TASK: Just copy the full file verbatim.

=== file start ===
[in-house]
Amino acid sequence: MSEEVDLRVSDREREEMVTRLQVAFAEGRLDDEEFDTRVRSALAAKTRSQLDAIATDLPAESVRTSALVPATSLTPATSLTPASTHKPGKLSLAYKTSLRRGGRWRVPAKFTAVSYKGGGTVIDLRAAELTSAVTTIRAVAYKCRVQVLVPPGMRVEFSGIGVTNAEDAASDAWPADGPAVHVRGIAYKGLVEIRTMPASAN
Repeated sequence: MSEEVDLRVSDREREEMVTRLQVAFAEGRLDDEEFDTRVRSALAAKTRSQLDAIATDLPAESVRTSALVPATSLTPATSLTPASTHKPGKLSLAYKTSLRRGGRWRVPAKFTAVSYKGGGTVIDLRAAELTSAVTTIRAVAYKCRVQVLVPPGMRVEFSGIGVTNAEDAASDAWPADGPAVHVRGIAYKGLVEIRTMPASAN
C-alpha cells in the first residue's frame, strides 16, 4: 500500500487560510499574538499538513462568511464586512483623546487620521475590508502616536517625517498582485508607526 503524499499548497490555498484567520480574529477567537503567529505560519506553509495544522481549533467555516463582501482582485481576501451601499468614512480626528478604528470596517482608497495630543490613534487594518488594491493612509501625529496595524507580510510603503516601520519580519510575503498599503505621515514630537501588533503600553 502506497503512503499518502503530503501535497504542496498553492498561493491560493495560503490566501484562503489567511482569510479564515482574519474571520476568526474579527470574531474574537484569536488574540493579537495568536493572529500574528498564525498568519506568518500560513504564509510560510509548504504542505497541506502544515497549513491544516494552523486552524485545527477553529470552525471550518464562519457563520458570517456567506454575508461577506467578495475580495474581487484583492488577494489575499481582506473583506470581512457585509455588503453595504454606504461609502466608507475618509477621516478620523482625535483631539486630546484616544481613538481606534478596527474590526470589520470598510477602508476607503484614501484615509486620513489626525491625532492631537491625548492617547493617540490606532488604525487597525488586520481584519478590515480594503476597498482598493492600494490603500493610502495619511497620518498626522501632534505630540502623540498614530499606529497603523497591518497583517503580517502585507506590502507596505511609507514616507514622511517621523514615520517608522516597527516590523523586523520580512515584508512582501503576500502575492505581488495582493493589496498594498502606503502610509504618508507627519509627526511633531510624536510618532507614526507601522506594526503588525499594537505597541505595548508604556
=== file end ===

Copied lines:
[in-house]
Amino acid sequence: MSEEVDLRVSDREREEMVTRLQVAFAEGRLDDEEFDTRVRSALAAKTRSQLDAIATDLPAESVRTSALVPATSLTPATSLTPASTHKPGKLSLAYKTSLRRGGRWRVPAKFTAVSYKGGGTVIDLRAAELTSAVTTIRAVAYKCRVQVLVPPGMRVEFSGIGVTNAEDAASDAWPADGPAVHVRGIAYKGLVEIRTMPASAN
Repeated sequence: MSEEVDLRVSDREREEMVTRLQVAFAEGRLDDEEFDTRVRSALAAKTRSQLDAIATDLPAESVRTSALVPATSLTPATSLTPASTHKPGKLSLAYKTSLRRGGRWRVPAKFTAVSYKGGGTVIDLRAAELTSAVTTIRAVAYKCRVQVLVPPGMRVEFSGIGVTNAEDAASDAWPADGPAVHVRGIAYKGLVEIRTMPASAN
C-alpha cells in the first residue's frame, strides 16, 4: 500500500487560510499574538499538513462568511464586512483623546487620521475590508502616536517625517498582485508607526 503524499499548497490555498484567520480574529477567537503567529505560519506553509495544522481549533467555516463582501482582485481576501451601499468614512480626528478604528470596517482608497495630543490613534487594518488594491493612509501625529496595524507580510510603503516601520519580519510575503498599503505621515514630537501588533503600553 502506497503512503499518502503530503501535497504542496498553492498561493491560493495560503490566501484562503489567511482569510479564515482574519474571520476568526474579527470574531474574537484569536488574540493579537495568536493572529500574528498564525498568519506568518500560513504564509510560510509548504504542505497541506502544515497549513491544516494552523486552524485545527477553529470552525471550518464562519457563520458570517456567506454575508461577506467578495475580495474581487484583492488577494489575499481582506473583506470581512457585509455588503453595504454606504461609502466608507475618509477621516478620523482625535483631539486630546484616544481613538481606534478596527474590526470589520470598510477602508476607503484614501484615509486620513489626525491625532492631537491625548492617547493617540490606532488604525487597525488586520481584519478590515480594503476597498482598493492600494490603500493610502495619511497620518498626522501632534505630540502623540498614530499606529497603523497591518497583517503580517502585507506590502507596505511609507514616507514622511517621523514615520517608522516597527516590523523586523520580512515584508512582501503576500502575492505581488495582493493589496498594498502606503502610509504618508507627519509627526511633531510624536510618532507614526507601522506594526503588525499594537505597541505595548508604556